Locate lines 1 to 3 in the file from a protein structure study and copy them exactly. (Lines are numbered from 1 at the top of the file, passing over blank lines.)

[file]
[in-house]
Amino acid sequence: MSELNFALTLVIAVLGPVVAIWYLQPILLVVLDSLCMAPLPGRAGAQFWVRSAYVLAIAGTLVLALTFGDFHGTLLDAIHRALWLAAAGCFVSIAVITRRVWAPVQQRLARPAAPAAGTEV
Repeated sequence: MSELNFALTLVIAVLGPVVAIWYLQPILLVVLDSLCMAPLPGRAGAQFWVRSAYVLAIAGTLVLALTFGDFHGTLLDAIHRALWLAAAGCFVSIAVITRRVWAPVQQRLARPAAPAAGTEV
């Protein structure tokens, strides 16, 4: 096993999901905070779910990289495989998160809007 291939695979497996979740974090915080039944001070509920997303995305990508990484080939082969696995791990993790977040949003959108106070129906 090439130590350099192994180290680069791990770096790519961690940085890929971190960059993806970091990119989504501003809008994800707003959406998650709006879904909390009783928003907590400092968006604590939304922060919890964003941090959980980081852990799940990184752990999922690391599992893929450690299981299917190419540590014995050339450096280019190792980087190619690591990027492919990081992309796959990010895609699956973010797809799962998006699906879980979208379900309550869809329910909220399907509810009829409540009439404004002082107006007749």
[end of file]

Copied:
[in-house]
Amino acid sequence: MSELNFALTLVIAVLGPVVAIWYLQPILLVVLDSLCMAPLPGRAGAQFWVRSAYVLAIAGTLVLALTFGDFHGTLLDAIHRALWLAAAGCFVSIAVITRRVWAPVQQRLARPAAPAAGTEV
Repeated sequence: MSELNFALTLVIAVLGPVVAIWYLQPILLVVLDSLCMAPLPGRAGAQFWVRSAYVLAIAGTLVLALTFGDFHGTLLDAIHRALWLAAAGCFVSIAVITRRVWAPVQQRLARPAAPAAGTEV